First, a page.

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Kett's Rebellion

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Laurence Belcher

on 13 February 2013

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Transcript of Kett's Rebellion

Laurence Belcher Kett's Rebellion East Anglia was the most densely populated and highly industrialised part of the country. After London, Norwich was the second biggest city in the country (16,000 people) and had become a major textile centre. A collapse in the textile industry had, however, thrown large numbers of cloth workers out of work, and many independant, small farmers were being badly affected by the enclosure of wooded pastoral areas by gentry and yeoman farmers. Background Between 6 and 8 July, the entire community around Wymondham gathered to enjoy festivities. Anger and high spirits occured and the crowds broke down some enclosure fences and hedges, including those of a local lawyer, John Flowerdew. He was unpopular due to his ongoing dispute with locals over an abbey he had bought and was pulling down. The townspeople believed that they had bought the abbey for the parish. Trigger Causes Flowerdew encouraged the corwds to attack thr hedges of a local tanner and landowner Robert Kett. However, Kett welcomed the action and took leadership of the movement. The abscenece of clergy, nobility and gentry from the rebellion was extremely significant. To this day, Kett's motives remain unclear. He may have been motivated by a geniune feeling of guilt about the effect of enclosures, or it may be a result of his frustration at being at the fringes of the gentry.
By 10th July, the rebels had reached Norwich, and by 12th July, mthey had encamped on Mousehold heath, with a crowed which had swelled to 16,000. The Rebellion takes hold The size and speed of the movement paralysed the authorities of the county.The Sheriff of Norwich was nearly arrested when he attempted to dispearse the rebels and the rest of the gentry were powerless against this well established force. Local Reaction
On 21st July, the York Herald arrived to offer a full pardon to all those who dispersed. The tone of the offer was concilatory, promising to prohibit landlords from acting as farmers or clothiers, to reduce the price of wool by a thrid, and to appoint commissioners to report abuses.Kett rejected this offer, despite support from the corwd.

The rebels now prepared for conflict. The rebels fethced cannon from voastal defences and attacked Norwich after the heralds departure.By the evening of 22nd July, the rebels had taken Norwich.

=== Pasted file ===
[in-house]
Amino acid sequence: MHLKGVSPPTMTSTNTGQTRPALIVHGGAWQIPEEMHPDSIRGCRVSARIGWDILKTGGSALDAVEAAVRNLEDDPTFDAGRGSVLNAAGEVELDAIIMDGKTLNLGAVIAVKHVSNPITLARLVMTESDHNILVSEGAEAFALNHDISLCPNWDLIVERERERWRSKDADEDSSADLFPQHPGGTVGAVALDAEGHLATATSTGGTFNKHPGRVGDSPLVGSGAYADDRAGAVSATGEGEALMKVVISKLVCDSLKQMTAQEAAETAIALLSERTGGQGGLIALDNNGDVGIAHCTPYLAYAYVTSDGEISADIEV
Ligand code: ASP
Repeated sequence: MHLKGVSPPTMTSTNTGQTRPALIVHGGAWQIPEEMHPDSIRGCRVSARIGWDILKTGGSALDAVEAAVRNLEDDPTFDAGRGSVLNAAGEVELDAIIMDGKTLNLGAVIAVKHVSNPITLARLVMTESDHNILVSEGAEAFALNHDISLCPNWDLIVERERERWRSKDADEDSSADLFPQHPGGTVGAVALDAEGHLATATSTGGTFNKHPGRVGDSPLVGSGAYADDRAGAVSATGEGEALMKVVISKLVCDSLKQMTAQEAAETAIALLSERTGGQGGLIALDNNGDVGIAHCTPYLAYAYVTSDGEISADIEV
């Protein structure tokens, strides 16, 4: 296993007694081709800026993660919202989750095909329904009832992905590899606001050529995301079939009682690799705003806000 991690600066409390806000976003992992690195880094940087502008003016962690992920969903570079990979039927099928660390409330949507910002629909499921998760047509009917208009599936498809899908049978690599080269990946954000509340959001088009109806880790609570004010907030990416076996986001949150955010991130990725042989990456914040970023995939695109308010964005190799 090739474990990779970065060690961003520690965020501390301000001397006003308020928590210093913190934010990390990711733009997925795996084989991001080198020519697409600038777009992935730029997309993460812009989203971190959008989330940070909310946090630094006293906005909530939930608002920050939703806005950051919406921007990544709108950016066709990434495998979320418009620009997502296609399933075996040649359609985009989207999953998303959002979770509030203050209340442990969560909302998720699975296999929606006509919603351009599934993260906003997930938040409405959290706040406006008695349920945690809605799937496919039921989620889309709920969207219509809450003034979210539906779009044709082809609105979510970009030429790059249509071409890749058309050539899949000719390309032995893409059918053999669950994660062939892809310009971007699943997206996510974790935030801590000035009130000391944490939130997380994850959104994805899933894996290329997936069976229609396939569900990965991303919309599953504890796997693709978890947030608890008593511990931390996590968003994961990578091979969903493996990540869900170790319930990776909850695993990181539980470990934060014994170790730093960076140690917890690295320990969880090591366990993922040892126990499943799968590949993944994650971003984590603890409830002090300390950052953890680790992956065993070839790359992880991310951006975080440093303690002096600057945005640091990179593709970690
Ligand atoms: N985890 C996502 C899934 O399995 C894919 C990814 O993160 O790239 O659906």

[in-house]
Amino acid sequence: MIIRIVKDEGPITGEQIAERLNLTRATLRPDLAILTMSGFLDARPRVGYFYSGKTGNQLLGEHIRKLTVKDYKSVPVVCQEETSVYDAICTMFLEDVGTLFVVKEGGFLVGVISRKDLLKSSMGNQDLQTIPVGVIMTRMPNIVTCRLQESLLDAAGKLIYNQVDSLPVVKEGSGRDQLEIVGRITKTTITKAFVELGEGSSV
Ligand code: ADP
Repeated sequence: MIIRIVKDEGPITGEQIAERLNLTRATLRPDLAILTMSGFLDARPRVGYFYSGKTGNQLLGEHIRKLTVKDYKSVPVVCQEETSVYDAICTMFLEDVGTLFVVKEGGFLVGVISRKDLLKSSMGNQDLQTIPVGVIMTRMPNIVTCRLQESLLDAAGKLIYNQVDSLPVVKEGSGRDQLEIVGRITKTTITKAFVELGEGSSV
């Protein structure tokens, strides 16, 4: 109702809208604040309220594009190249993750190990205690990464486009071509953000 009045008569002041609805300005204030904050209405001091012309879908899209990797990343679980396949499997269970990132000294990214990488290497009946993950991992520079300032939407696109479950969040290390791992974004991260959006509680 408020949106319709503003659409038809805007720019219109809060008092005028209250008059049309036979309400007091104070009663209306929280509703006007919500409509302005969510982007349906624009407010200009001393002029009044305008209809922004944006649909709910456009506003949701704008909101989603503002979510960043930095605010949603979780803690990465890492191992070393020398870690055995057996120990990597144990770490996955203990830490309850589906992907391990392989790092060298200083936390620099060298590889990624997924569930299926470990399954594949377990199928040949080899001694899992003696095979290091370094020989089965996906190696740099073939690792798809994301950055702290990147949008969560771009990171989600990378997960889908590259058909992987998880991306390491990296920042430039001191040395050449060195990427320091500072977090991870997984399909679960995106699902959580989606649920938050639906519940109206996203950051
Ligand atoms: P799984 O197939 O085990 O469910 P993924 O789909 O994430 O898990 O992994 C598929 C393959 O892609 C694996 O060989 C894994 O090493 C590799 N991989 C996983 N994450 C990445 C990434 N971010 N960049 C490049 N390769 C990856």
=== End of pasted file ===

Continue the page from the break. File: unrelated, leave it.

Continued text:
Somerset, in response, sent a small army of around 1,800 men under the command of William Parr, with orders to negotiate and cut off the rebel's supply lines.The army arrived on 30th July and occupied Norwich. He offered a full pardon to any who dispersed, but the minds of the rebels were set firm and only 20 responded.Crucially, Northampton did not wield the weight od his title in negotioations with Kett. Kett's army once again successfuly occupied Norwich. The historians Fletcher and MacCulloch state that 'Northampton had succeeded in turning a vast popular demonstration into a full scales rebellion, where everywhere else the commotions had been diffused.'

Commissions were issued for the militias to be raised in all counties around Norfolk, troops were taken from the Scottish border, and mercenaries were hired. This force of 12,00 men arrived in Norwich on 23rd August.

Bolstered by another 1,000 mercenaries, the scene on 27th August was carnage. 3,000 rebels were killed, and Kett was arrested. Governmental Response Kett was tried for treason and was hanged on 26th November, however, Northumberland appears to have refrained from mass execution, as the historian MacCulloch has found evidence of ony 49 executions.

There have been many different views on why the rebellion came about:

- D. Loads writes that 'The riots and risings of 1549 were not a cry of dispair from a hopeless and exploited pesantry, but the anger of men who felt that what they held by law and custom was being eroded.

- Feltcher and MacCulloch, however, state that'the events at Norwich in 1549 indicate a breakdown of trust between the governing class and the people who normally sustained local government that had no parallel in the Tudor period.'

- Finally, J.Cornwall writes that 'In Norfolk religion was not an issue; complaints about the church were confined to the shortcomings of its ministers. Protestantism was firmly established amongst the rebels. It never occurred to the to enlist the help of Mary even though she was living not far away under house arrest.' Aftermath and Historiography
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